If you'd asked, I'd have said that I was in business as a writer.

I sold a few stories. In 2009 I connected with professional writers on the Oregon Coast at a Master Class taught by Dean Wesley Smith and Kristine Kathryn Rusch. Two intense weeks that showed me how much I needed to learn. Finding coaches and mentors, as well as fellow writers, turned things around for me. I sold more stories and started self-publishing my work. I started to understand what it meant to be a professional writer, to be in business.

I still have much to learn. That's what this reboot is all about. Improving my craft. Improving my business skills. Taking that next step.

For most of my ‘writing career,' I've acted as if it was a hobby rather than a business. Nothing wrong with that, except I thought I was treating it as a business. At the same time, I've enjoyed a successful library career. I didn't need my writing career to pay the bills. I made decisions that I wouldn't have made if I were dependent on my writing to bring in income. Now that I'm aware of that, I can approach this reboot of my writing career with a clearer picture of my goals.

What About You?

How do you see your writing? Share in the comments!

4 Techniques to Fit Writing Into Your Day

When did you last feel like you had all the time in the world to write? How long since you had a day free from distractions and demands on your time? Do you regularly find yourself in your ideal writing environment, with everything you need to be at your best and most creative?

I don't think I could answer those questions. I don't have days like that. I don't even know what my ideal writing environment would look like! I do, however, have four techniques that I use to include writing in my day.

1 | The 15-Minute Writing Sprint

As hard as it can be working full time at something other than writing, with a family and demands on my time, most days I can get fifteen minutes to write. The concept is simple enough. Set a timer and write!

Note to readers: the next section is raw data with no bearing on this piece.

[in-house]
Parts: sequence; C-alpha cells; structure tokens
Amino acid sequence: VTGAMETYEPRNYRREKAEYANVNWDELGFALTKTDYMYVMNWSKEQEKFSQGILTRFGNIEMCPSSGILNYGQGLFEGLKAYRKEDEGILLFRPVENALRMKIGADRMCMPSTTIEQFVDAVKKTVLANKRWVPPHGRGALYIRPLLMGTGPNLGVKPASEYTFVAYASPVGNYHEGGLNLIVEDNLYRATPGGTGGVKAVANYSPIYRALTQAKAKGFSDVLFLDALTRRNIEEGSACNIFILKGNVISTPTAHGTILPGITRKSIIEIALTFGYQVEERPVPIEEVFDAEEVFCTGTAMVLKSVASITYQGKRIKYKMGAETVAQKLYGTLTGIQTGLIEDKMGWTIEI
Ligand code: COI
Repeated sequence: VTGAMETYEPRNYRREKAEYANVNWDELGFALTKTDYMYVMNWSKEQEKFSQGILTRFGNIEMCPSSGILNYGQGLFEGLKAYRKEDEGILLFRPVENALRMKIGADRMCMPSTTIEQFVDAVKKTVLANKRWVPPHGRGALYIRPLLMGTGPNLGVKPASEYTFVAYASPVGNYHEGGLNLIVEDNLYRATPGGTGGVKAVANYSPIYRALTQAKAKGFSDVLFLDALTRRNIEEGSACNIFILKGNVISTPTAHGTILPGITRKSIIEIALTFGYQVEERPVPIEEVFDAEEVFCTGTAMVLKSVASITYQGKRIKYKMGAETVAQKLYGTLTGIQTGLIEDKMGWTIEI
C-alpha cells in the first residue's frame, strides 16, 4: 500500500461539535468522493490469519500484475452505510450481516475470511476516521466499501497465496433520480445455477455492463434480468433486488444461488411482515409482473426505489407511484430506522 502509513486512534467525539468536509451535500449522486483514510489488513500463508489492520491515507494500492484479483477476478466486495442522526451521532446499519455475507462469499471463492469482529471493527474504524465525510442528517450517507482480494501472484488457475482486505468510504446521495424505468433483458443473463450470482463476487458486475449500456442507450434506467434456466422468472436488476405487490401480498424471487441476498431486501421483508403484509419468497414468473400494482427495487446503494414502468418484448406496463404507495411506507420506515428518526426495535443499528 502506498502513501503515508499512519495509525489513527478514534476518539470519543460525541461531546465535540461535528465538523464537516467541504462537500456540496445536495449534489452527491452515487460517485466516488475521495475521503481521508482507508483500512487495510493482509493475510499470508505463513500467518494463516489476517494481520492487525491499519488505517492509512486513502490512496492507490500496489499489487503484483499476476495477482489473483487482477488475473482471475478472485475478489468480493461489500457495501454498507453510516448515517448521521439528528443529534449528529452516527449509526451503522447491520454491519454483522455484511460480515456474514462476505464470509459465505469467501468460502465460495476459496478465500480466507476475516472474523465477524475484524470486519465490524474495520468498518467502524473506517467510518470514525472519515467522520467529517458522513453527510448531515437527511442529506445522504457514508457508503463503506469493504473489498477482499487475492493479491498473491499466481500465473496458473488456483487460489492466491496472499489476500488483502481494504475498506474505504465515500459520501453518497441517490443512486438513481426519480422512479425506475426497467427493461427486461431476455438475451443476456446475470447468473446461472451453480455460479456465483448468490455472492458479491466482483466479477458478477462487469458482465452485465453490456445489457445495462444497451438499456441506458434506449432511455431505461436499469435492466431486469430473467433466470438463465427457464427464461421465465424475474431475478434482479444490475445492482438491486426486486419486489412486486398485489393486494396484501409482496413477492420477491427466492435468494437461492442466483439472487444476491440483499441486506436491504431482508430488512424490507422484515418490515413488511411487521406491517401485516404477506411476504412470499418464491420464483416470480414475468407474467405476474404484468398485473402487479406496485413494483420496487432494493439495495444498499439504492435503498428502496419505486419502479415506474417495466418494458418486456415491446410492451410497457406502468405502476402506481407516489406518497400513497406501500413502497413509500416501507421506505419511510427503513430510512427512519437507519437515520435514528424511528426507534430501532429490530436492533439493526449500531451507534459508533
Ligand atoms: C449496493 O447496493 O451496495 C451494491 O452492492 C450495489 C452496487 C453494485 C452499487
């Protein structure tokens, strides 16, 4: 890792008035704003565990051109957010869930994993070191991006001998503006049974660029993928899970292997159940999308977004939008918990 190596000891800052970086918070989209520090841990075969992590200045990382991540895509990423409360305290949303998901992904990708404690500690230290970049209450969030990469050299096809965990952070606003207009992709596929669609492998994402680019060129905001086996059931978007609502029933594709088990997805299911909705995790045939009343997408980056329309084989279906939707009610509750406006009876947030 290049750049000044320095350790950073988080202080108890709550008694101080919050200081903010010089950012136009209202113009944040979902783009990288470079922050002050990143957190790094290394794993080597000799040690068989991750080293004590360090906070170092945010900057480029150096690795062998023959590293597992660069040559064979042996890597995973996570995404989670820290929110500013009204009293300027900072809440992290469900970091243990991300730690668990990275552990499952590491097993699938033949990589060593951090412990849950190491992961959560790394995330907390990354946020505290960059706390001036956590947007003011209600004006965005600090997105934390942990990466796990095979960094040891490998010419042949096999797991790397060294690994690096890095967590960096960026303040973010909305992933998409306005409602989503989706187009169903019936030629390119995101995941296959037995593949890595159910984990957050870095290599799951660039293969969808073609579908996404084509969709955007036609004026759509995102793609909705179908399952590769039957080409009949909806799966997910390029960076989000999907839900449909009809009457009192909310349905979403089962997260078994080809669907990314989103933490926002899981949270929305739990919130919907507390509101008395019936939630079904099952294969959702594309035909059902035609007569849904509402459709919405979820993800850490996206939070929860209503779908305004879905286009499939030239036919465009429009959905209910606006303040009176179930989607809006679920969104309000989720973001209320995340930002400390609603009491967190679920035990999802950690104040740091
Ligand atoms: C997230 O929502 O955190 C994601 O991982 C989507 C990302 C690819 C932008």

It doesn't have to be fifteen minutes. Maybe you only have ten minutes. The point is to give yourself that small window of time to make use of it and write.

When to schedule it? You probably won't schedule it unless you're literally scheduling every block of time during your day. Instead, grab it when you have the opportunity. Look for moments you can seize—and seize them! You might snatch the time when you first wake up. On the way to work. When taking a break. If you need to get out of the workplace, go sit in your car or on a bench outside for your break. If you don't have a place to get away to, stick in headphones.

How much can you get written in fifteen minutes? That depends on your process. For example, I find it easier to get started writing when I have a work-in-progress. It's also easier with progress. Whatever your situation, it is still more writing than you would have done otherwise.

2 | Consider Hand-Writing

When trying to fit writing into the time available, the tool used may make all the difference between writing or not. As a teenager working at my first job in a local pharmacy, I strapped bound ledger books to my bike rack when I went to work. The 14-inch page length gave me more room to write. I'd take my break and write by hand.

Before you recoil in horror at the idea of hand-writing stories, keep in mind that I didn't have the options then that are available now. Writing in a notebook does offer several advantages.

  • No startup time. Open the notebook and start writing.
  • No connection issues. It's entirely offline.